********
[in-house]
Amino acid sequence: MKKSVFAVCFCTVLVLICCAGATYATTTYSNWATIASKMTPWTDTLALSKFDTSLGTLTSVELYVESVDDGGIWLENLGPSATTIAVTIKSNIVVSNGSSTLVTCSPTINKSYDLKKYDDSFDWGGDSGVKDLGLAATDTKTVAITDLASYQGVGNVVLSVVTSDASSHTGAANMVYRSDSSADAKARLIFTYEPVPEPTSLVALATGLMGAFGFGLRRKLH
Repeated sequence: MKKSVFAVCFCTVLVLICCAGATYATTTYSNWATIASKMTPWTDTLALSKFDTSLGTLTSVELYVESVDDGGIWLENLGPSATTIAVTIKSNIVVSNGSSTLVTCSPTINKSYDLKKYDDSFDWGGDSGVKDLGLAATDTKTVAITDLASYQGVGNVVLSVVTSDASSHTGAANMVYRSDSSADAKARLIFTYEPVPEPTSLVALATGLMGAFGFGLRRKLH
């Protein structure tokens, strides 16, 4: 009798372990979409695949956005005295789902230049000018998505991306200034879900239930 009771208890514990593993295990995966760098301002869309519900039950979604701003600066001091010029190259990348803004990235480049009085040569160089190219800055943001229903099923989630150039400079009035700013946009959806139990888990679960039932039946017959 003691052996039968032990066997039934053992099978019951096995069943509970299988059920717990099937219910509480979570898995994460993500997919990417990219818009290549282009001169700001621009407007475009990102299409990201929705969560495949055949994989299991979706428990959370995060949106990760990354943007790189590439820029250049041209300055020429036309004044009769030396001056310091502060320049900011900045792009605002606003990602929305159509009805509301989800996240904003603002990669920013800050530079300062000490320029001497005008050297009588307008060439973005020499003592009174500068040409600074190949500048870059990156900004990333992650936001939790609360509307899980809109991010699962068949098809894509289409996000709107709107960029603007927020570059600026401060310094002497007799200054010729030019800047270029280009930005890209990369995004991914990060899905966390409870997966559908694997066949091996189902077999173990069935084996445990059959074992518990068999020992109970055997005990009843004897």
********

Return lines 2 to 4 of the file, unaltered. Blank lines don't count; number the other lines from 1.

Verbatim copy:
Amino acid sequence: MKKSVFAVCFCTVLVLICCAGATYATTTYSNWATIASKMTPWTDTLALSKFDTSLGTLTSVELYVESVDDGGIWLENLGPSATTIAVTIKSNIVVSNGSSTLVTCSPTINKSYDLKKYDDSFDWGGDSGVKDLGLAATDTKTVAITDLASYQGVGNVVLSVVTSDASSHTGAANMVYRSDSSADAKARLIFTYEPVPEPTSLVALATGLMGAFGFGLRRKLH
Repeated sequence: MKKSVFAVCFCTVLVLICCAGATYATTTYSNWATIASKMTPWTDTLALSKFDTSLGTLTSVELYVESVDDGGIWLENLGPSATTIAVTIKSNIVVSNGSSTLVTCSPTINKSYDLKKYDDSFDWGGDSGVKDLGLAATDTKTVAITDLASYQGVGNVVLSVVTSDASSHTGAANMVYRSDSSADAKARLIFTYEPVPEPTSLVALATGLMGAFGFGLRRKLH
């Protein structure tokens, strides 16, 4: 009798372990979409695949956005005295789902230049000018998505991306200034879900239930 009771208890514990593993295990995966760098301002869309519900039950979604701003600066001091010029190259990348803004990235480049009085040569160089190219800055943001229903099923989630150039400079009035700013946009959806139990888990679960039932039946017959 003691052996039968032990066997039934053992099978019951096995069943509970299988059920717990099937219910509480979570898995994460993500997919990417990219818009290549282009001169700001621009407007475009990102299409990201929705969560495949055949994989299991979706428990959370995060949106990760990354943007790189590439820029250049041209300055020429036309004044009769030396001056310091502060320049900011900045792009605002606003990602929305159509009805509301989800996240904003603002990669920013800050530079300062000490320029001497005008050297009588307008060439973005020499003592009174500068040409600074190949500048870059990156900004990333992650936001939790609360509307899980809109991010699962068949098809894509289409996000709107709107960029603007927020570059600026401060310094002497007799200054010729030019800047270029280009930005890209990369995004991914990060899905966390409870997966559908694997066949091996189902077999173990069935084996445990059959074992518990068999020992109970055997005990009843004897």